Although writing a resume is intimidating at first glance, following these hints will get you started in the right direction.
Pick the right length. The hard-and-fast rule of a 1 page resume leads many college students to leave off qualifications. Your resume should give the employer an idea of who you are and what you have accomplished. For some students, this may extend to two pages. Definitely don’t try to add ‘fluff’ to your resume to add to its length.
Leave your high school accomplishments out. Unless you received a truly distinguishing award in high school, it’s probably better to focus on your college accomplishments. One exception to this would be work experience you gained in high school that is relevant to the position you’re applying for.
Craft a new resume for each position. Although many students spend hours working on their resume, fewer are willing to revisit that resume and tailor it to the specific position to which they are applying. This is a time-consuming step but it will pay dividends for the conscientious candidate. HR personnel see so many resumes that it is obvious to them when they are receiving a generalized template that the candidate has mailed to dozens of jobs. Take the time to highlight your skills that are relevant for the position and make sure your cover letter is personal and relevant.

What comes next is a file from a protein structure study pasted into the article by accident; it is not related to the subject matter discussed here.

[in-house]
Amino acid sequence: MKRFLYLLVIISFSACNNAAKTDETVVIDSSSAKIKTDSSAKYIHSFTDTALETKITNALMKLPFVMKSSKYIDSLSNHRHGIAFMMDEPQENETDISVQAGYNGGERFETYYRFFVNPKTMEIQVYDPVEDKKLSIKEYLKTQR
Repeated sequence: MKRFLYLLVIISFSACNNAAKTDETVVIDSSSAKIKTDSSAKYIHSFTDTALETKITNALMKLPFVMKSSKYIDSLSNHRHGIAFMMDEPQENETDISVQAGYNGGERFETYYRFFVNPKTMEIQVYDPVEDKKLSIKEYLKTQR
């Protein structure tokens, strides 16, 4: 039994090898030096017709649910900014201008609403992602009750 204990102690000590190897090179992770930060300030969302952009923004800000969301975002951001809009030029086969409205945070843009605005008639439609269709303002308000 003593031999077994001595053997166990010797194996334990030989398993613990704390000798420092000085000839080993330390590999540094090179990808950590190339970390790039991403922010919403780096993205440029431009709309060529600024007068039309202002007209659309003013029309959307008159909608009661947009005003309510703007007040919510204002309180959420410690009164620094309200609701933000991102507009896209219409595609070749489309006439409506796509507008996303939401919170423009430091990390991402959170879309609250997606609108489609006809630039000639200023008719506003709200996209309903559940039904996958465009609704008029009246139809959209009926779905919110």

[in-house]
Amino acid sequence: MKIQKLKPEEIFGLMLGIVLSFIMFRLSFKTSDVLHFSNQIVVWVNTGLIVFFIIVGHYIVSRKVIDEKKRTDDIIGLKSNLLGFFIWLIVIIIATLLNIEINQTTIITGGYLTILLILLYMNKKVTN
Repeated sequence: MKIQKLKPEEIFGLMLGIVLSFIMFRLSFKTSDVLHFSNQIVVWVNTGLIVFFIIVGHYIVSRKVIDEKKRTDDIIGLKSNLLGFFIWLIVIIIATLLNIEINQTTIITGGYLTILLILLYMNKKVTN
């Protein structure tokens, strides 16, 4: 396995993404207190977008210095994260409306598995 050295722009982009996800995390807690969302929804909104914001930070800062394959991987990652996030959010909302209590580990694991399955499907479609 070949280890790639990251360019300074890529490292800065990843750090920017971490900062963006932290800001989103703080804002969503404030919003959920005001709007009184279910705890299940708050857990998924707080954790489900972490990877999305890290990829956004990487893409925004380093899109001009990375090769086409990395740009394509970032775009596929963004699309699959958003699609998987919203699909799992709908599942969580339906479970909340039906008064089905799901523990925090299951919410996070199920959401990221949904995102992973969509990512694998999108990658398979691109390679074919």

Take the opportunity to sell yourself with your resume, rather than reciting a list of your achievements and organizations.
After your resume is completed
- Remember to proofread! Even a small spelling error conveys carelessness or lack of intelligence and will put your resume into the NO pile. .
- Complete the Resume Critiquing Guideline (pdf) sheet. The resume guideline sheet provides a list for checking your resume to make sure all essential elements are present.
- Make an appointment to have your resume reviewed by a Career Services staff member.